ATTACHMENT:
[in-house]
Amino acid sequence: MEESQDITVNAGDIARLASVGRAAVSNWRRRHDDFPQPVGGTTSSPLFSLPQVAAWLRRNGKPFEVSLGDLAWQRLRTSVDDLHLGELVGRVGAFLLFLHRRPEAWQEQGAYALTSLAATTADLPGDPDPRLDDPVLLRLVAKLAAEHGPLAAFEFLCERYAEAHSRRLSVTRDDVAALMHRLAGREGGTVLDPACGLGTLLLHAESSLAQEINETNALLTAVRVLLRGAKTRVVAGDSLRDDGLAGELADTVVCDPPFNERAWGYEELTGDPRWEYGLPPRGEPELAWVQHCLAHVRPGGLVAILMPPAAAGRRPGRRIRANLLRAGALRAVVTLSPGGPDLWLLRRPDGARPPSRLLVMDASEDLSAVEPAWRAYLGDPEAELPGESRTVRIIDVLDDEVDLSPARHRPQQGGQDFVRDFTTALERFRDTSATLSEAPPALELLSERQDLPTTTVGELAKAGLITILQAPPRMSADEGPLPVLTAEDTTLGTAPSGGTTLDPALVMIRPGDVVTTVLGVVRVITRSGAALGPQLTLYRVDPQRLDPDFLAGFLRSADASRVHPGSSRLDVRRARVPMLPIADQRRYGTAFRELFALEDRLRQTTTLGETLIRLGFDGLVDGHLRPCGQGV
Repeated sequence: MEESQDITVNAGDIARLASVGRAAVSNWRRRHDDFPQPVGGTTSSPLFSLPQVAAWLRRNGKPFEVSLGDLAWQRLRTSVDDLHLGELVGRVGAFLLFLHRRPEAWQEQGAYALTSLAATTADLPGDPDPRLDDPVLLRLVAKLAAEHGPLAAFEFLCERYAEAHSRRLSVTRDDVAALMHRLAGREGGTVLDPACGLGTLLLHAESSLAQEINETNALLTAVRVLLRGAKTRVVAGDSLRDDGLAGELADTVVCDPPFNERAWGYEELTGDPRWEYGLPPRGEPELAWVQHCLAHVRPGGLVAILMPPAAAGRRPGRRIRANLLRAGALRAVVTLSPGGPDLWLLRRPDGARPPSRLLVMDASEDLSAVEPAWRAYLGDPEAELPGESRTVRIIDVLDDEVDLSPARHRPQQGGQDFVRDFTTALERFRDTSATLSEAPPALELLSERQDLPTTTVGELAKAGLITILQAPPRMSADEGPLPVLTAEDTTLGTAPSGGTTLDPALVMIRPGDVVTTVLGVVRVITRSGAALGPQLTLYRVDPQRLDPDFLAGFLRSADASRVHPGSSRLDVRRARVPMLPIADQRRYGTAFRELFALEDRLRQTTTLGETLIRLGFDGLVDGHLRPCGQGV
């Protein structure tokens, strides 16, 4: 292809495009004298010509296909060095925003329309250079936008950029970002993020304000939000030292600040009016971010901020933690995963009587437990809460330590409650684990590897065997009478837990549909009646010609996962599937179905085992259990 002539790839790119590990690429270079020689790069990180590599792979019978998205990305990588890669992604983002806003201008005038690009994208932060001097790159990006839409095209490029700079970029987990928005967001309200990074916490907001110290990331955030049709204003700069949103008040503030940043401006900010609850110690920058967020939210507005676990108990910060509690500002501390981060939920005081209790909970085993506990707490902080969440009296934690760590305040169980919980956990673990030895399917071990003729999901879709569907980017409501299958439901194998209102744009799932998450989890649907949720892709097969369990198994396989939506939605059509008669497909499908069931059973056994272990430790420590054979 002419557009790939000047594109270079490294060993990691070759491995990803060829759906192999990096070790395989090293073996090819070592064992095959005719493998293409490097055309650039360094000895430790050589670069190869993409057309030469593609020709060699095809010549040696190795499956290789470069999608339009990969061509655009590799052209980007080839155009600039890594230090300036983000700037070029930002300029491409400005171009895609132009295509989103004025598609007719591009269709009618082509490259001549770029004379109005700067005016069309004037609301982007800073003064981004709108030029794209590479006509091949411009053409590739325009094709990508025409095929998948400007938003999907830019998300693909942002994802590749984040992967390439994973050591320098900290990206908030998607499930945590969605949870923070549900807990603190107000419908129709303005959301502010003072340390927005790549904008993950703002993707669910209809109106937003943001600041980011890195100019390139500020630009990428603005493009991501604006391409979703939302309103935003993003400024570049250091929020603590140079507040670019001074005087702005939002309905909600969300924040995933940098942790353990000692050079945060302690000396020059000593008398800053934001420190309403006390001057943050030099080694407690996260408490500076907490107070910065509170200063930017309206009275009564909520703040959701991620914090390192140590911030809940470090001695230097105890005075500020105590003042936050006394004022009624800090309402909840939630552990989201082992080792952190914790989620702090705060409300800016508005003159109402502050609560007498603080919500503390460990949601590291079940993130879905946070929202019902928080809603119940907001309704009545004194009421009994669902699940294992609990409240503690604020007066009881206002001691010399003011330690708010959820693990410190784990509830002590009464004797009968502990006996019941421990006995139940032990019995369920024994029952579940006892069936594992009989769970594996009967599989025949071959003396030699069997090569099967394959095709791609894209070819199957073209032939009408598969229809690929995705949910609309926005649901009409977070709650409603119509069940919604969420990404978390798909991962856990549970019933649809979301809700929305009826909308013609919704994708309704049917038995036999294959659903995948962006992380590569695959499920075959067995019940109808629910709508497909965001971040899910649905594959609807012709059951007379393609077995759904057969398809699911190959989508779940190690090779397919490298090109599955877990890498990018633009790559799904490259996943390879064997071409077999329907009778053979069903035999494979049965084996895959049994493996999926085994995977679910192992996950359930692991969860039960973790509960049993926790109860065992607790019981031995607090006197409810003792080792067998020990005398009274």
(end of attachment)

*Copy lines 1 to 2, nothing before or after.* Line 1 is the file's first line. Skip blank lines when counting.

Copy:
[in-house]
Amino acid sequence: MEESQDITVNAGDIARLASVGRAAVSNWRRRHDDFPQPVGGTTSSPLFSLPQVAAWLRRNGKPFEVSLGDLAWQRLRTSVDDLHLGELVGRVGAFLLFLHRRPEAWQEQGAYALTSLAATTADLPGDPDPRLDDPVLLRLVAKLAAEHGPLAAFEFLCERYAEAHSRRLSVTRDDVAALMHRLAGREGGTVLDPACGLGTLLLHAESSLAQEINETNALLTAVRVLLRGAKTRVVAGDSLRDDGLAGELADTVVCDPPFNERAWGYEELTGDPRWEYGLPPRGEPELAWVQHCLAHVRPGGLVAILMPPAAAGRRPGRRIRANLLRAGALRAVVTLSPGGPDLWLLRRPDGARPPSRLLVMDASEDLSAVEPAWRAYLGDPEAELPGESRTVRIIDVLDDEVDLSPARHRPQQGGQDFVRDFTTALERFRDTSATLSEAPPALELLSERQDLPTTTVGELAKAGLITILQAPPRMSADEGPLPVLTAEDTTLGTAPSGGTTLDPALVMIRPGDVVTTVLGVVRVITRSGAALGPQLTLYRVDPQRLDPDFLAGFLRSADASRVHPGSSRLDVRRARVPMLPIADQRRYGTAFRELFALEDRLRQTTTLGETLIRLGFDGLVDGHLRPCGQGV